Bizen ware is an unglazed form of primitive property that uses earth, fire, and molds to create beautiful designs. This exhibit introduces a selection of famous antique Bizen ware that was popular amongst tea ceremony masters during the Momoyama Period. The exhibition also features items from more recent artists who understand the style's appeals and have been working to revive it. It also includes works by artists who could best be described as national treasures, as well as examples from up-and-coming artists.
Shunichi Yabe "Moonlight(Gyogetsu)", 2015 (Private Collection)
Izushi ware is known for its characteristic snow-white glazing. Although many of the izushi ware kilns that sprouted up in Hyogo at the end of the Edo Period were abandoned, some overcame their difficulties and continue to produce ceramics. This exhibit features masterpieces from the museum's collection, as well as from art and history museums throughout Japan, along with items borrowed from individual collectors. The exhibit highlights the history and techniques used to create these pieces.
Izushi "Basket-shaped Vase with Roses in Relife, White Porcelain" (Early Meiji Period) The Museum of Ceramic Art, Hyogo
Since its opening in 2005, the Museum of Ceramic Art, Hyogo has expanded its collection through purchased, donated, and submitted items. The museum's items include Tamba ware, ceramic made in Hyogo, and modern pieces from throughout Japan and around the world. This exhibit places a primary focus on ceramic made in Hyogo that has been added to the museum's collection in recent years.
Tamba "pot" (Mid-Muromachi Period) The Museum of Ceramic Art, Hyogo
This exhibit will reconsider the future of ceramics through works from 15 artists. All of the pieces featured use fundamental ceramic materials and methodology while pursuing modern styles through creative techniques. The artists, aged in their 30s and 40s, are individuals who are attracting attention for their work in their respective fields, such as craft, contemporary art, design, and architecture.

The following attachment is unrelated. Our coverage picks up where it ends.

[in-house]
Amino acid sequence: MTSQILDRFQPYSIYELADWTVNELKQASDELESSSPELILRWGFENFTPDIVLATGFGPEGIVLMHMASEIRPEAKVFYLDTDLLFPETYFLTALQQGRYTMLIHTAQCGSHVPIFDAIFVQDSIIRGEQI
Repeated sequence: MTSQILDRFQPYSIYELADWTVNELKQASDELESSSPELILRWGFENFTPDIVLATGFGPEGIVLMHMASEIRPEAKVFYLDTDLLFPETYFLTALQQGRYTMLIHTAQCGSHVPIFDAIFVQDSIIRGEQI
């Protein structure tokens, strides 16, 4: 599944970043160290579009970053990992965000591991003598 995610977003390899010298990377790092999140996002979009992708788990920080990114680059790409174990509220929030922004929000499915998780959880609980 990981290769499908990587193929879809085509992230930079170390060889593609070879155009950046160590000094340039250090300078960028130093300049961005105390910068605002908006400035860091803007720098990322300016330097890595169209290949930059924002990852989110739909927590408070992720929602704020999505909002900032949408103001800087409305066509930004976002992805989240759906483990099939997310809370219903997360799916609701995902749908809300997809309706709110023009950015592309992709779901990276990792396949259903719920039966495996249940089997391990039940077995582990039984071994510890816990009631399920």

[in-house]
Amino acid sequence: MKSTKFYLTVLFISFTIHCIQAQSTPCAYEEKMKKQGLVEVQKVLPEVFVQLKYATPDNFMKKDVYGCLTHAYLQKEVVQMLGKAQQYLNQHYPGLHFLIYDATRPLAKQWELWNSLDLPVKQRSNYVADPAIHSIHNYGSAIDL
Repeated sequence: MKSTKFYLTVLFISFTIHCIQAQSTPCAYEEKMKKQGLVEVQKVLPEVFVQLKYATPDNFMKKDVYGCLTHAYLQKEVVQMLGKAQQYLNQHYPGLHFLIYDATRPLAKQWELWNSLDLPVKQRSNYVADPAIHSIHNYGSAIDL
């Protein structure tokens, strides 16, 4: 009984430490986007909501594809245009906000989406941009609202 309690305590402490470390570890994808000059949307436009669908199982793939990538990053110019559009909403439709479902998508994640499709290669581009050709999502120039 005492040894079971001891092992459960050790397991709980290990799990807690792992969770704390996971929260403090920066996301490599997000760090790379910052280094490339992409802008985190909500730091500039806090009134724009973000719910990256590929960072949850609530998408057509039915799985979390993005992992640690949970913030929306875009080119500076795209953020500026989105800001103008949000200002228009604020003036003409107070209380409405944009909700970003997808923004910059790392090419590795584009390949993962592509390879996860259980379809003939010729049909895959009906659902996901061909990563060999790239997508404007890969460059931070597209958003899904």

Masayasu Mitsuke "Untitled", 2018 The Museum of Ceramic Art, Hyogo
Ceramic artists are influenced by a variety of factors when producing their works. These influences can include memorable landscapes they have experienced, the desire to propose something to society, or wanting to express mental images. This exhibit uses keywords to allow visitors to contemplate the meaning behind the modern ceramic items the museum has collected in recent years. The exhibition also introduces different forms of expression through a variety of ceramic pieces.
Hiroto Kitagawa "TU1625－MENTAL ARMED", 2016 The Museum of Ceramic Art, Hyogo
Modeling artist Eiji Uematsu (1949 - ) uses earth and fire as his materials, creating unique pieces that avoid being labeled purely as 'sculptures' or 'ceramic art'. His unique dialogs use clay to search for new possibilities in ceramics.
Eiji Uematsu "Hajime no Shiro", 2016 (Private Collection)
Tamba ware has a history of more than 800 years that originates from one of six sites where the production of ceramic ware began in ancient Japan. This area was registered as a Japan Heritage site in 2017. We hope you'll take this opportunity to enjoy the ever-changing face of Tamba ware.
Tamba "Jar" (Mid-Muromachi Period) The Museum of Ceramic Art, Hyogo (Kan Tanaka Collection) - Designated as an important tangible cultural property of Hyogo Prefecture.